Around 4 million people in the UK live with diabetes – and it’s estimated that sleep apnoea affects up to 50% of all diabetics.
The link between Type 2 diabetes and sleep apnoea is well-proven. A 2014 study found that of 8,678 adults with sleep disordered breathing, nearly 12% went on to develop Type 2 diabetes. Adjustments for risk factors were considered too (aspects known to increase someone’s chances of developing the sleep disorder). These included age, gender, BMI, neck circumference and smoking. People with severe sleep apnoea were found to have a 30% higher risk of developing Type 2 diabetes than people with who didn’t suffer from sleep apnoea.
Diabetes and sleep apnoea: which came first?
It’s extremely difficult to say which condition triggers the other. Having diabetes could cause sleep disordered breathing, but having sleep apnoea could also lead to diabetes.
Can diabetes cause sleep apnoea?
Diabetics often experience poor sleep at night because high glucose levels cause the kidneys to create excess sugar. This makes them need the bathroom often, and their sleep suffers as a result.
They also struggle with leptin resistance, which weakens breathing patterns during sleep. This could explain why people with diabetes are more at risk of developing sleep apnoea.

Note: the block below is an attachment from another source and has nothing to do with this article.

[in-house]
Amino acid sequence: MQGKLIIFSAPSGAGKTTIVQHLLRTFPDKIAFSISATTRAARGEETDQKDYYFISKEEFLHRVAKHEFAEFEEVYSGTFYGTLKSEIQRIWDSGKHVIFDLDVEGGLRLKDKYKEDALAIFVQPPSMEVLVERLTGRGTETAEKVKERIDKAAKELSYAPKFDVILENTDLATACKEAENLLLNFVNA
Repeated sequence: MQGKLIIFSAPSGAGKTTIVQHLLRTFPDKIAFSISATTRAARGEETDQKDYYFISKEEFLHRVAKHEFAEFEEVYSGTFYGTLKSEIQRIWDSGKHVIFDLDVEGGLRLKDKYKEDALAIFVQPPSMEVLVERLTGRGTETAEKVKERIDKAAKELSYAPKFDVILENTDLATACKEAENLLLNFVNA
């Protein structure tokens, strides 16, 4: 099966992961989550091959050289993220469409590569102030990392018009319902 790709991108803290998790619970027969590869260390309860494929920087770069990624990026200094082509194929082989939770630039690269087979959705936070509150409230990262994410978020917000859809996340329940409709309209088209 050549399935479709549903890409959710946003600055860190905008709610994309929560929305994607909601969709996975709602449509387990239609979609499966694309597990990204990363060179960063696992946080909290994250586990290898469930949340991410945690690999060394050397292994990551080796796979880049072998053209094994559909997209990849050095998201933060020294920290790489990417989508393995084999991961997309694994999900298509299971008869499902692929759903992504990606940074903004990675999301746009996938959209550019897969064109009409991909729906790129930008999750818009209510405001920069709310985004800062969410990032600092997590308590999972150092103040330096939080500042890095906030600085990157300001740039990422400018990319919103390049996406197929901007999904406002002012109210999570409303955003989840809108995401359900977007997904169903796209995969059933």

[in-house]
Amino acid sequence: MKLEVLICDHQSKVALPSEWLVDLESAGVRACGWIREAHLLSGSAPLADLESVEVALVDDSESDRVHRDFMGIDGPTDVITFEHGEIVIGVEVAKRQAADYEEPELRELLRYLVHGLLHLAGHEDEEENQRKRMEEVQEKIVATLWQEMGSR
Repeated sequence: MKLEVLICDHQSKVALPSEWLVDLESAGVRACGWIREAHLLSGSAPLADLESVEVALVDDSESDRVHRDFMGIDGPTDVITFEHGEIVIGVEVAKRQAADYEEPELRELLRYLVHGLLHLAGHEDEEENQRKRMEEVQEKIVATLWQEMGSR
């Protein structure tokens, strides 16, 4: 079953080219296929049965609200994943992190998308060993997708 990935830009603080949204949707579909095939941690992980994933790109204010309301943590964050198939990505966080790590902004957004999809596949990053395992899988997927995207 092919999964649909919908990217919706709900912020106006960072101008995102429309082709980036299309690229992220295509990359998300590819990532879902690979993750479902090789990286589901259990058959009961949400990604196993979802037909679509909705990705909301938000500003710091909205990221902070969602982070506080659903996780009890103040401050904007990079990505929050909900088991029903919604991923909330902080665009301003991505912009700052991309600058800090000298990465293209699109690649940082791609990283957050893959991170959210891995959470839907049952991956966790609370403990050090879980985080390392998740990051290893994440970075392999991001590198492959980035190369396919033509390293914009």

Can sleep apnoea cause diabetes?
Sleep apnoea is caused by a narrowing of the airway. When the airway closes completely, the oxygen in the bloodstream decreases. A person’s body then experiences hypoxia. The brain will send chemical messages to the lungs, urging them to breathe. When the blocked airway stops this from happening, the brain will send a rush of stress hormones to the bloodstream to wake the person up so they can breathe again.
If it’s left untreated, this sleep disordered breathing can lead to elevated blood sugar levels and diminished insulin sensitivity. Somebody with sleep apnoea could then develop diabetes.
Is there a cure?
If you suspect you have sleep apnoea or diabetes, visit your doctor as soon as possible. They can test for both conditions and potentially treat the two simultaneously.
Snoring or any potential sleep disordered breathing needs to be carefully monitored in diabetics. Treating sleep apnoea is shown to decrease and stabilize blood sugar levels in diabetics.
A CPAP machine uses air pressure to force air through the obstruction to your breathing. This can significantly improve blood sugar levels and insulin sensitivity. For those with mild to moderate sleep apnoea, an oral device can also help treat your sleep disorder. An oral device is similar to a mouth guard, and gently repositions your jaw while you sleep. This opens your airway, and helps you breathe easily and quietly.